To cope with China’s largest graduate cohort – 8.47m this year, China announced that it will approve additional quota for Master and PhD students. In December last year, 3.4 million had registered for Master entry-level exams, an 18% increase compared to the previous year. The acceptance ratio in 2019 was 4:1 (800,000+ received an offer). China has experienced a two-digit-growth for post-graduate study entry exam participants for 4 continuous years. Many undergraduate students at top tier universities have been “guaranteed” with a post-graduate study offer by their universities. It’s estimated that a total of 2.7 million students are studying towards a Master or a PhD in China at the moment. For 2020, 100,000 PhD positions have been announced, 30,000 increase from the 70,000 in 2019.
R&D Funding Cut
According to ScienceNet, many Chinese universities have been asked to “tighten up the belt” for 2020, using 75% as the baseline for their budget for the rest of the year; some projects have been put under “freeze”. The order demands a clear budget-cutting performance outcome by June 30th. This impacts not only top universities such as Zhejiang University, Tongji University, Huazhong University of S&T, but 2nd / 3rd tier universities as well.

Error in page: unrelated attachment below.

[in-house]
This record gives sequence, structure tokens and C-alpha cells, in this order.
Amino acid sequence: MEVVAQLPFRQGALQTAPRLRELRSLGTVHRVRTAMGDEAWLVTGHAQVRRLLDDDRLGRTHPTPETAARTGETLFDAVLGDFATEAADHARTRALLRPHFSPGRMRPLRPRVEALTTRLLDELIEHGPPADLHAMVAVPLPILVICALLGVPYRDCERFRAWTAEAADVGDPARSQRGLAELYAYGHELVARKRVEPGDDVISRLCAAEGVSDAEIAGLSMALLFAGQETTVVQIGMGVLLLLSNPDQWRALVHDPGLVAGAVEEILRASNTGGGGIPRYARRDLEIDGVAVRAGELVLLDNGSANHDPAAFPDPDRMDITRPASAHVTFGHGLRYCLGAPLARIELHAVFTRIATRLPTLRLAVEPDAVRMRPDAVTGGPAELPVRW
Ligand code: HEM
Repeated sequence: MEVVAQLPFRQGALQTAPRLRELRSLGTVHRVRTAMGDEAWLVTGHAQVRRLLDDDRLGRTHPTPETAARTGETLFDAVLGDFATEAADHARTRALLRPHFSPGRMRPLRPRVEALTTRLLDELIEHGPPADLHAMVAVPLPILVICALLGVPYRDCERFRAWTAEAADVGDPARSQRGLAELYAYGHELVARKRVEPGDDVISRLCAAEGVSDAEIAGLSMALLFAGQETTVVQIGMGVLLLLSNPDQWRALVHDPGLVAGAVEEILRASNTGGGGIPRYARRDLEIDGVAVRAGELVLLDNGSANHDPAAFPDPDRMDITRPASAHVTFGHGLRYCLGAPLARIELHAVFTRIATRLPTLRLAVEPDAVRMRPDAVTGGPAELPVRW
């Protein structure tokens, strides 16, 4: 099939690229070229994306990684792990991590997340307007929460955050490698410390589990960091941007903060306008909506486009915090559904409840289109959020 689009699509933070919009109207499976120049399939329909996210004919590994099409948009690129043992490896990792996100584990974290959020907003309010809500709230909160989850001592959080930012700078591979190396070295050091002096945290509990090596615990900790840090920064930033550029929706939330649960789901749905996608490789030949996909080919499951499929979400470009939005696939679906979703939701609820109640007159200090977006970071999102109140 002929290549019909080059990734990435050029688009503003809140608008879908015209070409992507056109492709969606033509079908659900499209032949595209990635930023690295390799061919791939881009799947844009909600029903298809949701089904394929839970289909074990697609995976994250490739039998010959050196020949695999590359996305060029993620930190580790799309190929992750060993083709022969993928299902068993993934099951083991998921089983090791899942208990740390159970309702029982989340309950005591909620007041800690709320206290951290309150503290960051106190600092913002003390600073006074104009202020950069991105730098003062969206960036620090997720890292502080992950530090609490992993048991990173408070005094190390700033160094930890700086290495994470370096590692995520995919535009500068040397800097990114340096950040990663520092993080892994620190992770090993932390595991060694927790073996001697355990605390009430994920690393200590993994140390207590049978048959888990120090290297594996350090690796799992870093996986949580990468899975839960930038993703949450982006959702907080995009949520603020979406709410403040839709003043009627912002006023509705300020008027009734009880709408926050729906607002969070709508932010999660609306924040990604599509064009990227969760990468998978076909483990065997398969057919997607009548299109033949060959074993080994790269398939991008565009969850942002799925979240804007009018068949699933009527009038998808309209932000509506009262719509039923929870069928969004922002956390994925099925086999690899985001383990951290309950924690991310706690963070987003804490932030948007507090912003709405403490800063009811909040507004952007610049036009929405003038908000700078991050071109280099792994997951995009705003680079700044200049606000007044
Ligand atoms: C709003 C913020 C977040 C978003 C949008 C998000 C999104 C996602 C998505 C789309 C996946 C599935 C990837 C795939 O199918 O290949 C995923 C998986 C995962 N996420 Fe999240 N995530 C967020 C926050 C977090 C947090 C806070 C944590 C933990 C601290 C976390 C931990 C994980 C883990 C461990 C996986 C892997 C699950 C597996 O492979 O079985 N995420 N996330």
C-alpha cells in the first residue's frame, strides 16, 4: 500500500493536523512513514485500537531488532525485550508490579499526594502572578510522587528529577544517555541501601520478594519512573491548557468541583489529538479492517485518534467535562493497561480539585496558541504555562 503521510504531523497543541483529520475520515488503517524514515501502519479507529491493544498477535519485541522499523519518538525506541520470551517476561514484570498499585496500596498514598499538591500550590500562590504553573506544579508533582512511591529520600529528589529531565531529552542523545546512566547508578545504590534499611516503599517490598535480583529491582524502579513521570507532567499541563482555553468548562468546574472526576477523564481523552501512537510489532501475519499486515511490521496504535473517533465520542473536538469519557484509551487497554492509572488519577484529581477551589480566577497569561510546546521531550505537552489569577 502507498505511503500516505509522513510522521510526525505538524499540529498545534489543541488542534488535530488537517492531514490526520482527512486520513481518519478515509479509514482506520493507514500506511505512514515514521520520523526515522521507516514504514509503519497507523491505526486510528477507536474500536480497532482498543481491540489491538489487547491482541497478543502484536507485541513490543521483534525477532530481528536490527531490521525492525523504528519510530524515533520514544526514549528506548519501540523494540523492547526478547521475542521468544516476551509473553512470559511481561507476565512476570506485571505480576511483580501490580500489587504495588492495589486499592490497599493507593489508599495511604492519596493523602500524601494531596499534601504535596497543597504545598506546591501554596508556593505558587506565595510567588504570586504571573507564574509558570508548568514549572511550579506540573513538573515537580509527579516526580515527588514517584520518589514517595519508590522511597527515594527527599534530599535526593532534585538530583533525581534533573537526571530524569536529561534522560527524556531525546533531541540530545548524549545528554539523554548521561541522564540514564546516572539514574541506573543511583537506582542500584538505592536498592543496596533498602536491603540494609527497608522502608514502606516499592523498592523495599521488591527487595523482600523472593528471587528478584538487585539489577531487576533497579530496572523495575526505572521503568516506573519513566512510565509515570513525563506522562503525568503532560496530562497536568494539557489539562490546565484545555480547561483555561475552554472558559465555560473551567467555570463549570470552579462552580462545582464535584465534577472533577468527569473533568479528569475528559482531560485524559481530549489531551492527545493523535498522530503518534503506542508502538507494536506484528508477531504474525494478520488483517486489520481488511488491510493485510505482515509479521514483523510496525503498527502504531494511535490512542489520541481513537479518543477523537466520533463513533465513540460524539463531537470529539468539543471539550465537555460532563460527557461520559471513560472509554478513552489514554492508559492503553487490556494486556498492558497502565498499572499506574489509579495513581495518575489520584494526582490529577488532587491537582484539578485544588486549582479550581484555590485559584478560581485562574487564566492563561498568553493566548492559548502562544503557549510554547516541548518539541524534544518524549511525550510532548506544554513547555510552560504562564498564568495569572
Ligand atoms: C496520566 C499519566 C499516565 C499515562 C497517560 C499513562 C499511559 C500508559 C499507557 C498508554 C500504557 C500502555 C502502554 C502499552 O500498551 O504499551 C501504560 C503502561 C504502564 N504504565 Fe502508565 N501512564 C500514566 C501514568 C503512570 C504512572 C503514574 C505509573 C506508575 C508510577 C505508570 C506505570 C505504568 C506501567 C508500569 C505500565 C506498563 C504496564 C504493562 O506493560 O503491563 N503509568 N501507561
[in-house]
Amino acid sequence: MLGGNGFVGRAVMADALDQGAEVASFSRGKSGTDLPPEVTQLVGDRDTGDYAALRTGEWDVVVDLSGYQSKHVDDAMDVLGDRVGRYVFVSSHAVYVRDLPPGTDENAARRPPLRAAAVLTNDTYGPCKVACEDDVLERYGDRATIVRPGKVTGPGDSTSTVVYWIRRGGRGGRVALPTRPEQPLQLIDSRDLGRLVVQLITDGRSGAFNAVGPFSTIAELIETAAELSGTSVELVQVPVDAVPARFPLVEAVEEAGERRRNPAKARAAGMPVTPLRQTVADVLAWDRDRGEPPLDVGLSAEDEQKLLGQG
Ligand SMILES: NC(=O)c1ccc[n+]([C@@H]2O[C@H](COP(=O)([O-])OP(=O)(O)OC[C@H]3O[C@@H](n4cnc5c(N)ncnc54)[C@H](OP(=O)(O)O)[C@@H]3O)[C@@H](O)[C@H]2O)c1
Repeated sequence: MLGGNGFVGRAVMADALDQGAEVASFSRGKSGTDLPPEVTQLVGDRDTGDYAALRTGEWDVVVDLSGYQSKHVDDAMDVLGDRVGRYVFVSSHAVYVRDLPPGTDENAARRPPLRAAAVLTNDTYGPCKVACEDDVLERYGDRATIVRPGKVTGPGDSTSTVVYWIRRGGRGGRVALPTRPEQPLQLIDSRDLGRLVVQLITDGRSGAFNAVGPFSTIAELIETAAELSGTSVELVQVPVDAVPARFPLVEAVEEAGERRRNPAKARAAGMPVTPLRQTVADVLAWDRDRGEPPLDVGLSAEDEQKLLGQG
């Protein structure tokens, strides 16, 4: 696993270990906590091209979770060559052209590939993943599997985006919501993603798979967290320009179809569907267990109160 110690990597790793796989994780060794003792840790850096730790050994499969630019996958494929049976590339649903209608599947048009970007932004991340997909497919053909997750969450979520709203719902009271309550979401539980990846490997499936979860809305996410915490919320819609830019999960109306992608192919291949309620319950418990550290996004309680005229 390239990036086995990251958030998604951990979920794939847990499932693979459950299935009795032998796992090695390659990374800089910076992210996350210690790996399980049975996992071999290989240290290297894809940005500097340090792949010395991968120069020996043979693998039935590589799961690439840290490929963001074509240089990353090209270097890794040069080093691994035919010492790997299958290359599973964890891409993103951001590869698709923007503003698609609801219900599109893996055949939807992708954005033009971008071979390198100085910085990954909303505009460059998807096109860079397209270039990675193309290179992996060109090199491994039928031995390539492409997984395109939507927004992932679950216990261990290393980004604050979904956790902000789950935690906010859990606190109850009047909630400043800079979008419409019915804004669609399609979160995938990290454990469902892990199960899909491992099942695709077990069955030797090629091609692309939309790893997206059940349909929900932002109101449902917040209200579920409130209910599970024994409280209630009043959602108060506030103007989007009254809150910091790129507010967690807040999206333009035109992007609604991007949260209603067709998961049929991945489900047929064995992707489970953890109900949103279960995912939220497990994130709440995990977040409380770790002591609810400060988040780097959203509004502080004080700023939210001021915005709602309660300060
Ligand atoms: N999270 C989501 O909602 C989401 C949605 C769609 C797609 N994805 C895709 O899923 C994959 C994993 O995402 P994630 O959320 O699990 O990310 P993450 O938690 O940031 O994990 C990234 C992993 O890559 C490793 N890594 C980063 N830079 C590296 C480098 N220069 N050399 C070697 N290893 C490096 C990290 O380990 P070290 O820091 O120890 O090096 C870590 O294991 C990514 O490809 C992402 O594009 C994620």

Impact on Recruitment Agents and Language Training Providers:
China’s student recruitment agency market is estimated to have a revenue size of RMB 12 – 60 billion, depending on whether or not language training and post enrolment services are included. There were 600,000 Chinese studying abroad in 2019, in other words, for every student studying abroad, there is USD3,000 – 15,000 revenue to be earned by the agent on average. The agency industry had a big restructuring in 2017 while the Chinese government relaxed the licensing requirement, allowing the birth of many hybrid agents and studio agencies.
According to China’s language training giant New Oriental’s May 2019 White Paper (the company has also been involved in the agent field), 38% of the agents were established less than 1 year ago and 50% of agents have less than 5 years operating history. Over half of them were new to the industry.